Posted by Elena del Valle on September 19, 2005
Author Juan Faura
But I Don’t Speak Spanish!
by Juan Faura
If you don’t speak Spanish, you might be thinking, “How in the world am I going to service these consumers if I can’t speak their language?”
Let’s analyze that. If you are selling a product, it is the product that is going to attract them and serve them, isn’t it? What you want is for the consumers to buy that product. If you are selling a service, the first step is to get them through your door or to pick up the phone.
As we know, there are a number of excellent translation services that can translate your materials, and there are also many small companies that can adapt your ads to fit the market. Once you have the customers calling or coming through the door, it will be much easier to determine the best way to service them, whether that means hiring a bilingual employee, a freelance translation company or a phone interpreter service. The key is to get the customers coming in or buying the product first.
First, Show Respect
The truth of the matter is that the best way to sell any customer coming through your door is to show them respect and to provide them with the attention that they deserve. While language facilitates that, it is not the only way to do it and in fact is not even a prerequisite. Along those lines, I would argue that the use of the following five phrases would immediately engender a connection to any Hispanic consumer, and if you learned not another word of Spanish these five phrases could be sufficient to make your business a Hispanic-friendly business.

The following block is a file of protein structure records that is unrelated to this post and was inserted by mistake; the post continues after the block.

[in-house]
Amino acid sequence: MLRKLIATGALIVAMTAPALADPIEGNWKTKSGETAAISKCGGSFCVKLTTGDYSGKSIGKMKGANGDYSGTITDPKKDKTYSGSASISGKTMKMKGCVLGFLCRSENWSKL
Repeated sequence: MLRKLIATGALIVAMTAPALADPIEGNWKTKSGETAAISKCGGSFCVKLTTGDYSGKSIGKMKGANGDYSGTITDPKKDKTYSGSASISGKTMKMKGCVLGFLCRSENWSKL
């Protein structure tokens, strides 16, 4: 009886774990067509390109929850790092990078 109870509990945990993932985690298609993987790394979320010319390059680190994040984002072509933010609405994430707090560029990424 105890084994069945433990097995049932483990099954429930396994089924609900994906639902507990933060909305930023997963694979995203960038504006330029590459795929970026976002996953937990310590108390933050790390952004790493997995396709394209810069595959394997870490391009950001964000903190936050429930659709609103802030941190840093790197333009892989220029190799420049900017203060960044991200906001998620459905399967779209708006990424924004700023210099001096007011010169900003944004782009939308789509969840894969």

Buenos días/tardes/noches (Good morning/afternoon/evening)
Uttering these words when coming upon a potential customer at a store or restaurant, for example, immediately says, “I recognize your culture, and I would like to try to make you feel comfortable in my store.” The Hispanic consumer comes away with the impression that this is a Hispanic-friendly place, somewhere he or she would enjoy returning to.
¿Cómo esta(s)? or Cómo le/te va? (How are you? or How is it going?)
Using this one will probably earn you a smile and a polite “Bien gracias.” Sometimes it may earn you a string of words because it is immediately assumed you speak the language. In either case, you can benefit from this because you will once again be showing respect and understanding.
¿Cómo le/te ayudo? (How can I help you?)
This is a direct way of showing to your Hispanic customers that you are willing and able to help them even though you do not speak the language.
Que le/te vaya bien
The actual translation of this phrase is “May things go well for you,” but for practical purposes it is very similar to “Have a nice day.” This is a casual and easy-going way to say goodbye and at the same time make your shop inviting to your Hispanic customers.
Con mucho gusto or Mucho gusto
This phrase is like a two for one. Con mucho gusto means “With pleasure,” and it is something you would say when you are asked for something or to do something. Mucho gusto means “It’s a pleasure to meet you.”
It seems so insignificant that learning a few phrases in a language can make that much of a difference, but they do. Learn from your customers. When they come in and you greet them in Spanish, listen to how they answer and learn what comes after that. You may not be fluent, but with each bit that you learn you will be deepening your relationship with your customers.
Notice that in some of these phrases there are two ways of saying something. That is because one way is formal and the other is informal. Como le va? is formal and Como te va? is informal, and similarly with the other phrases.
Excerpted from The Whole Enchilada: Hispanic Marketing 101
Reprinted with permission. ©2004 Paramount Market Publishing, Inc., Ithaca, New York (www.paramountbooks.com). Toll-free 888-787-8100.